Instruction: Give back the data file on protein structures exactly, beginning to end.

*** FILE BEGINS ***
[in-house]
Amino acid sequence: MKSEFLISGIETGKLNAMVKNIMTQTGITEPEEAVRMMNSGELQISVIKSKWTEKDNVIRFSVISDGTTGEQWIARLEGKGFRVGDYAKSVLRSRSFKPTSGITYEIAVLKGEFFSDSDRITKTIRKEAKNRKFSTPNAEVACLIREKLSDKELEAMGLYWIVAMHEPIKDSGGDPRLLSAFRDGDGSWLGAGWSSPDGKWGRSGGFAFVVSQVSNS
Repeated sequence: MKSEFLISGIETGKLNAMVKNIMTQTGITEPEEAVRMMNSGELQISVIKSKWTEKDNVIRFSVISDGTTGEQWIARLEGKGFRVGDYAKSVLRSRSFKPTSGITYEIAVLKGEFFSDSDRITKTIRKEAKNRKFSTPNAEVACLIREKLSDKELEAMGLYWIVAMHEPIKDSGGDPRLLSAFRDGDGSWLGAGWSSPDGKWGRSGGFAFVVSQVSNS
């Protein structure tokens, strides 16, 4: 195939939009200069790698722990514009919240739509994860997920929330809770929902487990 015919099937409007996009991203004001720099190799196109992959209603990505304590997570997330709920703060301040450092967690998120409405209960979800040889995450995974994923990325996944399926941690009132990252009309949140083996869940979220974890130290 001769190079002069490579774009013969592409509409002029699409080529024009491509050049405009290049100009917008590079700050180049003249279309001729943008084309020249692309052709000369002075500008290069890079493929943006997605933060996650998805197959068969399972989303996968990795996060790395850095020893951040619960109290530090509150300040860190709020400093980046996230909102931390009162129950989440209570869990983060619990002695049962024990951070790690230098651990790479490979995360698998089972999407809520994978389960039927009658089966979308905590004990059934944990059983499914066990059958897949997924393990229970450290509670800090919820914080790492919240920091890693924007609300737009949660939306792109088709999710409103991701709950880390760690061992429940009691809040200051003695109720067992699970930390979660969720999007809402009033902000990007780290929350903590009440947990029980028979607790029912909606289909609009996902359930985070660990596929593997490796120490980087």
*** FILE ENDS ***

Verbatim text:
[in-house]
Amino acid sequence: MKSEFLISGIETGKLNAMVKNIMTQTGITEPEEAVRMMNSGELQISVIKSKWTEKDNVIRFSVISDGTTGEQWIARLEGKGFRVGDYAKSVLRSRSFKPTSGITYEIAVLKGEFFSDSDRITKTIRKEAKNRKFSTPNAEVACLIREKLSDKELEAMGLYWIVAMHEPIKDSGGDPRLLSAFRDGDGSWLGAGWSSPDGKWGRSGGFAFVVSQVSNS
Repeated sequence: MKSEFLISGIETGKLNAMVKNIMTQTGITEPEEAVRMMNSGELQISVIKSKWTEKDNVIRFSVISDGTTGEQWIARLEGKGFRVGDYAKSVLRSRSFKPTSGITYEIAVLKGEFFSDSDRITKTIRKEAKNRKFSTPNAEVACLIREKLSDKELEAMGLYWIVAMHEPIKDSGGDPRLLSAFRDGDGSWLGAGWSSPDGKWGRSGGFAFVVSQVSNS
């Protein structure tokens, strides 16, 4: 195939939009200069790698722990514009919240739509994860997920929330809770929902487990 015919099937409007996009991203004001720099190799196109992959209603990505304590997570997330709920703060301040450092967690998120409405209960979800040889995450995974994923990325996944399926941690009132990252009309949140083996869940979220974890130290 001769190079002069490579774009013969592409509409002029699409080529024009491509050049405009290049100009917008590079700050180049003249279309001729943008084309020249692309052709000369002075500008290069890079493929943006997605933060996650998805197959068969399972989303996968990795996060790395850095020893951040619960109290530090509150300040860190709020400093980046996230909102931390009162129950989440209570869990983060619990002695049962024990951070790690230098651990790479490979995360698998089972999407809520994978389960039927009658089966979308905590004990059934944990059983499914066990059958897949997924393990229970450290509670800090919820914080790492919240920091890693924007609300737009949660939306792109088709999710409103991701709950880390760690061992429940009691809040200051003695109720067992699970930390979660969720999007809402009033902000990007780290929350903590009440947990029980028979607790029912909606289909609009996902359930985070660990596929593997490796120490980087």